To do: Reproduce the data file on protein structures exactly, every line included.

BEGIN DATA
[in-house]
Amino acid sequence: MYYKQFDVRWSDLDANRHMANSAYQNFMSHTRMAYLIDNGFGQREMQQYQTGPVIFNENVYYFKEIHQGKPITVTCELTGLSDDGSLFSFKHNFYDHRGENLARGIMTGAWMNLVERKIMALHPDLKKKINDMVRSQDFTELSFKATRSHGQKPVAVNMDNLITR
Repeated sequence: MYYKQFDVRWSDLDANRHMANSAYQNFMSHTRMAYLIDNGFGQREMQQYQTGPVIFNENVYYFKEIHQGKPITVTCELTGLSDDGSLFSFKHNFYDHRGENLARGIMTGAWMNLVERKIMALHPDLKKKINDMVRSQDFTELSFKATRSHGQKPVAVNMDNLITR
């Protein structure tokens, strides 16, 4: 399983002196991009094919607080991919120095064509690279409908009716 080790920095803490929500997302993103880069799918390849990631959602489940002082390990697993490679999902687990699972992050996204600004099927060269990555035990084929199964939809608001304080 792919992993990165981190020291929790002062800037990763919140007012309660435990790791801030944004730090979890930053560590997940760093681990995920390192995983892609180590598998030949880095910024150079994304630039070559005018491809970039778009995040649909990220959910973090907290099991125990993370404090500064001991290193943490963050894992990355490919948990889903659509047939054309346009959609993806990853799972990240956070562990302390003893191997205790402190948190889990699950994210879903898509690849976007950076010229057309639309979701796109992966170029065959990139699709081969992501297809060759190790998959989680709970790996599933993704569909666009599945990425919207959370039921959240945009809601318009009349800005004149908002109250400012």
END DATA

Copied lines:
[in-house]
Amino acid sequence: MYYKQFDVRWSDLDANRHMANSAYQNFMSHTRMAYLIDNGFGQREMQQYQTGPVIFNENVYYFKEIHQGKPITVTCELTGLSDDGSLFSFKHNFYDHRGENLARGIMTGAWMNLVERKIMALHPDLKKKINDMVRSQDFTELSFKATRSHGQKPVAVNMDNLITR
Repeated sequence: MYYKQFDVRWSDLDANRHMANSAYQNFMSHTRMAYLIDNGFGQREMQQYQTGPVIFNENVYYFKEIHQGKPITVTCELTGLSDDGSLFSFKHNFYDHRGENLARGIMTGAWMNLVERKIMALHPDLKKKINDMVRSQDFTELSFKATRSHGQKPVAVNMDNLITR
């Protein structure tokens, strides 16, 4: 399983002196991009094919607080991919120095064509690279409908009716 080790920095803490929500997302993103880069799918390849990631959602489940002082390990697993490679999902687990699972992050996204600004099927060269990555035990084929199964939809608001304080 792919992993990165981190020291929790002062800037990763919140007012309660435990790791801030944004730090979890930053560590997940760093681990995920390192995983892609180590598998030949880095910024150079994304630039070559005018491809970039778009995040649909990220959910973090907290099991125990993370404090500064001991290193943490963050894992990355490919948990889903659509047939054309346009959609993806990853799972990240956070562990302390003893191997205790402190948190889990699950994210879903898509690849976007950076010229057309639309979701796109992966170029065959990139699709081969992501297809060759190790998959989680709970790996599933993704569909666009599945990425919207959370039921959240945009809601318009009349800005004149908002109250400012």